During WWII Lady Denman, head of the WI, was asked to head a re-formed Women’s Land Army.


The Ministry of Food allocated sugar to WI preservation centres in order to make jam. Members gathered wild rose hips to make vitamin C-rich syrup to replace almost unobtainable imported orange juice.

Some better-off WI members donated their unwanted fur coats to Clementine Churchill’s Aid to Russia fur scheme. “Give your Sable to Uncle Joe Stalin” was the slogan.

Box-Coat-Shoulder-Swagger stalin.n

As early as 1939 the WI was demanding that, when peace came, equal facilities for full education at all levels should be provided in town and country and that men and women should receive equal pay for equal work.

In 1947 WI campaigns won the right for rural midwives to use pain-relieving analgesics and the right for parents to visit their sick children in hospital.

In 1954 the institute started a national anti-litter campaign. It would lead to the Keep Britain Tidy Group. By 1956 members were protesting against the withdrawal of country bus and rail services.

As early as 1960 the WI was voicing concern about the use of toxic sprays and urging more stringent controls on chemicals such as DDT.


In 1961 it pledged to support the Freedom from Hunger campaign.

In 1962 the WI expressed concern about the dangers of nuclear radiation, joining with other women’s organisations to demand a reduction in nuclear testing.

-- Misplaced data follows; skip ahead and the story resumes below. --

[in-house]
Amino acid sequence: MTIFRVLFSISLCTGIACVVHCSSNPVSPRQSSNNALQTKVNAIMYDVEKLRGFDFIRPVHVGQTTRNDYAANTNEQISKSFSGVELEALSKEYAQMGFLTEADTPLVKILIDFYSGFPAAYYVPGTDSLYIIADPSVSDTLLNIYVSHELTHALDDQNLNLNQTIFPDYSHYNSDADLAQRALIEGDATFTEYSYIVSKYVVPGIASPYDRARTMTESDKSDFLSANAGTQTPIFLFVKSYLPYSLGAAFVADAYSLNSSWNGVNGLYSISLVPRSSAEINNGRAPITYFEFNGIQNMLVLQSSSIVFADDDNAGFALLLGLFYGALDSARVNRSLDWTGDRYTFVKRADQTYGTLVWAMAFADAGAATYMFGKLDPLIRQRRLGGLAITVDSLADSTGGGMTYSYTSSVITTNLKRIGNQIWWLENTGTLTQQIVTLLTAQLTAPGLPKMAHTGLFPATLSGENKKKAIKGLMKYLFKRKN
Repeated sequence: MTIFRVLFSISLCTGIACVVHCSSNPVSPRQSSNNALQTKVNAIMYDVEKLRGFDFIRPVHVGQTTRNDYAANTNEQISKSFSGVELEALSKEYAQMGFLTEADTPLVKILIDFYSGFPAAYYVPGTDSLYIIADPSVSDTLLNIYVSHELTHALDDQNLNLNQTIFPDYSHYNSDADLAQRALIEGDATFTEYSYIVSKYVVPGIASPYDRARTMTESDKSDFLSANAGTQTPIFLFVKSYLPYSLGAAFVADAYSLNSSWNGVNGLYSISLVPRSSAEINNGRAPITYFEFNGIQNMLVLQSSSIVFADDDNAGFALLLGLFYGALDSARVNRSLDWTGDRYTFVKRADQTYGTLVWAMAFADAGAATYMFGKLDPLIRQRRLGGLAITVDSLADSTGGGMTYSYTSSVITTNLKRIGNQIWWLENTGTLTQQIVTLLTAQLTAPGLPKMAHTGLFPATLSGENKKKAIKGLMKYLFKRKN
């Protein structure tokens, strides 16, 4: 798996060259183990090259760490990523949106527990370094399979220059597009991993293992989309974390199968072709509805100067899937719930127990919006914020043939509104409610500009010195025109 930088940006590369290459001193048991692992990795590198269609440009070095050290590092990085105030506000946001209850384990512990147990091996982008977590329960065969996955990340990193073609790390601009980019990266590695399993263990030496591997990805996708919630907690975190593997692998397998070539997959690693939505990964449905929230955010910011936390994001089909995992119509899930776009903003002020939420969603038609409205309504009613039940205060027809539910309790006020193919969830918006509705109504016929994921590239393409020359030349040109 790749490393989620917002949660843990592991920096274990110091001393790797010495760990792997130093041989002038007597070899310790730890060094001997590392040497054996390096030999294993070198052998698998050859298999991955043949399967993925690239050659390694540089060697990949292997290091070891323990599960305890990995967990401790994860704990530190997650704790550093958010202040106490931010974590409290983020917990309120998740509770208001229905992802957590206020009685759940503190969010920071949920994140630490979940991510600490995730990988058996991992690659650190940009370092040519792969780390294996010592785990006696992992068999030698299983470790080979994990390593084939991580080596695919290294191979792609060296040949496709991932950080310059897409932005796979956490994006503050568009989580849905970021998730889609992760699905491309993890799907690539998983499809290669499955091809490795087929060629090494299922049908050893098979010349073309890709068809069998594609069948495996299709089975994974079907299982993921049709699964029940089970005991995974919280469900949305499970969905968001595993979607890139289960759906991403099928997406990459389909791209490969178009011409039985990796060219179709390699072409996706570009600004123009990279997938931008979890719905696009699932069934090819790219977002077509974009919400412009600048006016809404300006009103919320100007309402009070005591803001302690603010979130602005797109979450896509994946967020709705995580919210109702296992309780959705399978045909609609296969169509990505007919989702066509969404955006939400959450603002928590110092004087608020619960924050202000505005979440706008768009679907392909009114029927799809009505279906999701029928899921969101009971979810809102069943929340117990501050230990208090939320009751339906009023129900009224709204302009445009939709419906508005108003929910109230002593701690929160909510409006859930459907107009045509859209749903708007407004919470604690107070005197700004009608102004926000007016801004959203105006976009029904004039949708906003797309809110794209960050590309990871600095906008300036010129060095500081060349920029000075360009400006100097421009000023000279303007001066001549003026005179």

In 1972 it called for a full free family planning service and for more nursery education.

Just one year later it demanded a national policy for recycling and reducing waste. It was well ahead of its times with such radical policies.

For its diamond jubilee it nailed its colours firmly to the mast. The WI said it “believes in the principle of equality of opportunity and of legal status for men and women and pledges itself to work to achieve this.”

In the early 1980s the all-women peace camp at Greenham Common changed British politics forever.


When some media portrayed the protesters as a witches’ coven of hard-left criminals and a threat to family values, protesters declaring their long-standing membership of the WI painted a very different picture.

The 1986 AGM pushed for more public information about Aids. In 1993 the WI became founding members of the Fair Trade Foundation.

In 2000 they famously gave Tony Blair the clap — a slow handclap, that is — when he tried to turn his speech at its AGM into a party-political broadcast.


By 2001 it was campaigning again, this time to save rural post offices.

All this year the WI is holding various centenary celebrations although one — a royal garden party — turned sour when the initial invitation list had to be pared down by 500 members who had already paid for their tickets and mostly bought, or perhaps made, new outfits and hats. The unlucky members were told they could no longer attend the party.

A hasty face-saving exercise by the palace had the Duchess of Cambridge showing interest in her local WI.


So far Kate has neither joined in with Jerusalem or made a pot of jam. I think perhaps the WI will do just as well without her as it enters its next 100 years of campaigns.

This article first appeared in the Morning Star 7 Sept 2015.